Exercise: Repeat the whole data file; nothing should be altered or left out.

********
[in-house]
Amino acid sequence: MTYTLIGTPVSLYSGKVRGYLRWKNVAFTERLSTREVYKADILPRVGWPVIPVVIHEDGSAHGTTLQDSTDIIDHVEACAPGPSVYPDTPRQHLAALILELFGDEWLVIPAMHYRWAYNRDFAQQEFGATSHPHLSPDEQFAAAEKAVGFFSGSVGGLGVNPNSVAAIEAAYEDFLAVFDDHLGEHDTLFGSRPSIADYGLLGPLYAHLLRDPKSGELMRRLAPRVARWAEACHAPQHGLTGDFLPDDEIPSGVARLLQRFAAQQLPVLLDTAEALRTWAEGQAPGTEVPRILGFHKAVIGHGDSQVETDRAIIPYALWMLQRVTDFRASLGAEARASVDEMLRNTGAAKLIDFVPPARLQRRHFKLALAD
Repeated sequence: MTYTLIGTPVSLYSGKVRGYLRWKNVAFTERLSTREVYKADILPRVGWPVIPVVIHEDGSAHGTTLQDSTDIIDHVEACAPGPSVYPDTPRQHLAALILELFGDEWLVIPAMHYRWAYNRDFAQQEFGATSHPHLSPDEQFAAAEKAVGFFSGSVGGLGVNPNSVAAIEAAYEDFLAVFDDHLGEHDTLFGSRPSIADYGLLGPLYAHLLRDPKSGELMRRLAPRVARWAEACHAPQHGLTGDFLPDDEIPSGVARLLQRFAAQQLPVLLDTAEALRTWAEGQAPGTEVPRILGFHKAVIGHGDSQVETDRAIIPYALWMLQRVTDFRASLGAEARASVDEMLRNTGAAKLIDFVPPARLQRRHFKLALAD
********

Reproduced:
[in-house]
Amino acid sequence: MTYTLIGTPVSLYSGKVRGYLRWKNVAFTERLSTREVYKADILPRVGWPVIPVVIHEDGSAHGTTLQDSTDIIDHVEACAPGPSVYPDTPRQHLAALILELFGDEWLVIPAMHYRWAYNRDFAQQEFGATSHPHLSPDEQFAAAEKAVGFFSGSVGGLGVNPNSVAAIEAAYEDFLAVFDDHLGEHDTLFGSRPSIADYGLLGPLYAHLLRDPKSGELMRRLAPRVARWAEACHAPQHGLTGDFLPDDEIPSGVARLLQRFAAQQLPVLLDTAEALRTWAEGQAPGTEVPRILGFHKAVIGHGDSQVETDRAIIPYALWMLQRVTDFRASLGAEARASVDEMLRNTGAAKLIDFVPPARLQRRHFKLALAD
Repeated sequence: MTYTLIGTPVSLYSGKVRGYLRWKNVAFTERLSTREVYKADILPRVGWPVIPVVIHEDGSAHGTTLQDSTDIIDHVEACAPGPSVYPDTPRQHLAALILELFGDEWLVIPAMHYRWAYNRDFAQQEFGATSHPHLSPDEQFAAAEKAVGFFSGSVGGLGVNPNSVAAIEAAYEDFLAVFDDHLGEHDTLFGSRPSIADYGLLGPLYAHLLRDPKSGELMRRLAPRVARWAEACHAPQHGLTGDFLPDDEIPSGVARLLQRFAAQQLPVLLDTAEALRTWAEGQAPGTEVPRILGFHKAVIGHGDSQVETDRAIIPYALWMLQRVTDFRASLGAEARASVDEMLRNTGAAKLIDFVPPARLQRRHFKLALAD